Penalties not harsh enough

It is obvious that the penal­ties handed down by the courts are fines which range from $200 to $600 which I believe are not harsh enough to deter the peo­ple from continuing to breach the curfew and social gathering laws.

Perhaps the courts should re­look at introducing penalties that are harsher and will make the people think twice about breaking the law.

It is a blatant disregard for the wellness and protection of oth­ers. They are oblivious to the fact that we are in an emergency where one must embrace the urgency of service and love for others.

The question that one should ask is what will deter people from continuing to breach these laws and why do they continue to break the law.

As it stands in an emergency situation like this, the last thing the Police should be doing is go­ing after the curfew breakers as it is a waste of resources that could be better spent on ensuring proper COVID protocols are in place. Will isolating them some­where or putting them in jail for a month make them learn?

On the other hand, the rule of law to the iTaukei is perceived as a foreign idea imported to un­dermine their way of life. They look at their indigenous rights as superior to and beyond the rule of law.

This is not looked upon in an in­tellectual manner but with a lot of passion and emotion. Such is the reality.

In hindsight if we look back at our lives perhaps one can say that we really have not been fully exposed to understand the reali­ties of a struggling life and we have never really been subjected to really harsh treatment like slavery hence our lackadaisical attitude towards life in general.

Had our ancestors been sub­jected to slavery then perhaps we would have appreciated what it means to be oppressed and thus be subservient to the rule of law. However one thing that stands out is, we are happy and content when our stomachs are full.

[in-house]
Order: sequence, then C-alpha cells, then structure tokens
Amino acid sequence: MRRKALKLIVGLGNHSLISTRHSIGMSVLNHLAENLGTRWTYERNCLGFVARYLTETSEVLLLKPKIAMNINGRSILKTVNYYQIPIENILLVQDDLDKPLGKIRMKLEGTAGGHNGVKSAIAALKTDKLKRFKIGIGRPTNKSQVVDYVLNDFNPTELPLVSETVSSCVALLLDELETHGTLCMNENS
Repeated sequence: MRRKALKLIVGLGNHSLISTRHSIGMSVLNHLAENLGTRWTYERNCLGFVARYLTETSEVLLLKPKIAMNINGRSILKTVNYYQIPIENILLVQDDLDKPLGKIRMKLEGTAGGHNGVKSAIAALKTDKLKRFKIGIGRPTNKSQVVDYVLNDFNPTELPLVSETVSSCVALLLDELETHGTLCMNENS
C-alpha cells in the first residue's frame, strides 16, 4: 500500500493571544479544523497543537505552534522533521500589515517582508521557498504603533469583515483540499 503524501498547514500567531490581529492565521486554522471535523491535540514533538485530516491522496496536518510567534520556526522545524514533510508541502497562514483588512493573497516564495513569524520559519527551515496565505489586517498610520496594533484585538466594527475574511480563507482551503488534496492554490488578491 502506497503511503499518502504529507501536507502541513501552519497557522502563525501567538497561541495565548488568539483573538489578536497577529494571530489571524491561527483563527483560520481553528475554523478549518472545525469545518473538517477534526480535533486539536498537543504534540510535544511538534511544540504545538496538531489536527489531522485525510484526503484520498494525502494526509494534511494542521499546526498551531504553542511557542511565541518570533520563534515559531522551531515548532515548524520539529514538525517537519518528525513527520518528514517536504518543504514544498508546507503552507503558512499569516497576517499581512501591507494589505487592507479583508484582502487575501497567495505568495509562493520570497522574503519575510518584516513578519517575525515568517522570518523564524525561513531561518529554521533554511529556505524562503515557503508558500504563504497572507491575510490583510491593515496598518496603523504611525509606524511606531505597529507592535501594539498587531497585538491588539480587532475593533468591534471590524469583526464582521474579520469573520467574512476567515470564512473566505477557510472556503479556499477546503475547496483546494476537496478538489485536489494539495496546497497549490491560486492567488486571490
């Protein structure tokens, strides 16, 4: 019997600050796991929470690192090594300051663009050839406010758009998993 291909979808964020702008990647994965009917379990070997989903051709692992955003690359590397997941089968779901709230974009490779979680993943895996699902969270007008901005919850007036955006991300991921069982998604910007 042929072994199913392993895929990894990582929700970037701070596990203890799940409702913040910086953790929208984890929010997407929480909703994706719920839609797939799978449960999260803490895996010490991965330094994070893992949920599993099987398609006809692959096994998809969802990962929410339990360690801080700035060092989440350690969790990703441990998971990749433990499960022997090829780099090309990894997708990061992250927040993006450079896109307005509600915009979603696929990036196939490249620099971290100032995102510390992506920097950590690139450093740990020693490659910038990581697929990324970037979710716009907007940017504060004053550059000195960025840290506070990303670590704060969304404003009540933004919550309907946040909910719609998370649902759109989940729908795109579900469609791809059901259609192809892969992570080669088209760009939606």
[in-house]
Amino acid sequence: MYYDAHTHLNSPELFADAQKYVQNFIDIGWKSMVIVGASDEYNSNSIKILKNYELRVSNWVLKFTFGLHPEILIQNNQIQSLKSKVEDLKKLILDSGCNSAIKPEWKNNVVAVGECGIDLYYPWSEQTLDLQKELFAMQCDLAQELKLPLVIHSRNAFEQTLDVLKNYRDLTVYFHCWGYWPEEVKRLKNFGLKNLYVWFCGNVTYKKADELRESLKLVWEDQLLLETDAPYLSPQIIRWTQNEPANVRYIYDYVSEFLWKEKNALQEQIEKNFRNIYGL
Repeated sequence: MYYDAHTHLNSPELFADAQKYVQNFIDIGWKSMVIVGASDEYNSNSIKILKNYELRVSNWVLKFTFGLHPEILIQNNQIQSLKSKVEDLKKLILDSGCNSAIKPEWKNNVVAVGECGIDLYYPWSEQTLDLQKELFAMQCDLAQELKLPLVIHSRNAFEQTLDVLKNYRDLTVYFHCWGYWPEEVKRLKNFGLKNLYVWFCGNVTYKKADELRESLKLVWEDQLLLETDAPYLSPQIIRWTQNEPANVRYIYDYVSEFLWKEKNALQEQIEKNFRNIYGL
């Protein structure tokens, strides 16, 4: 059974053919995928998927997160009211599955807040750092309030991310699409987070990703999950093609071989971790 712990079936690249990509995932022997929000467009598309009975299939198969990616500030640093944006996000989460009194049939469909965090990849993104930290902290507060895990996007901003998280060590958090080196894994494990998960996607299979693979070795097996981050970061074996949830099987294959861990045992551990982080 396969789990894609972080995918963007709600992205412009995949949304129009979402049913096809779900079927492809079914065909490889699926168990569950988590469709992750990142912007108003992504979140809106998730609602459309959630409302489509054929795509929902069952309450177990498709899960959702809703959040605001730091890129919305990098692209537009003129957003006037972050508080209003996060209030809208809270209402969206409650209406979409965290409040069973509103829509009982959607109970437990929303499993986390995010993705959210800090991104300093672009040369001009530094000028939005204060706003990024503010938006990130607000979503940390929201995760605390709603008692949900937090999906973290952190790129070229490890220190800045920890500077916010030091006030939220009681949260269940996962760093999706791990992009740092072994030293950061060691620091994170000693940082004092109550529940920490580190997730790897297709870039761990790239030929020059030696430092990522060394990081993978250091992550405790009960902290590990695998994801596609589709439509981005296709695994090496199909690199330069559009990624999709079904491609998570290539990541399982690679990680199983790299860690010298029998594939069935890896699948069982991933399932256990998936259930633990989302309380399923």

Today young people break the law in order to take risks; some because they have little self-con­trol; and some because they have no support.

Most young people learn from their mistakes and don’t contin­ue to commit crimes. Young peo­ple who do continue to commit crimes need help and guidance. We tend to think of breaking rules and laws as applications of creativity, or even necessary for success. But there is never good enough justification to disregard them.

Fall of Man

To this end I would like to cor­relate rebelliousness, stubborn­ness and disobedience to the fall of man and argue that it is the sin nature in man which leads him to behave in such a manner.

There were two important events that took place prior to the Fall of Man.

One of them was the creation of the universe. God created the world and all within it, and He called it good. The other event was when Satan rebelled against God in heaven and was banished.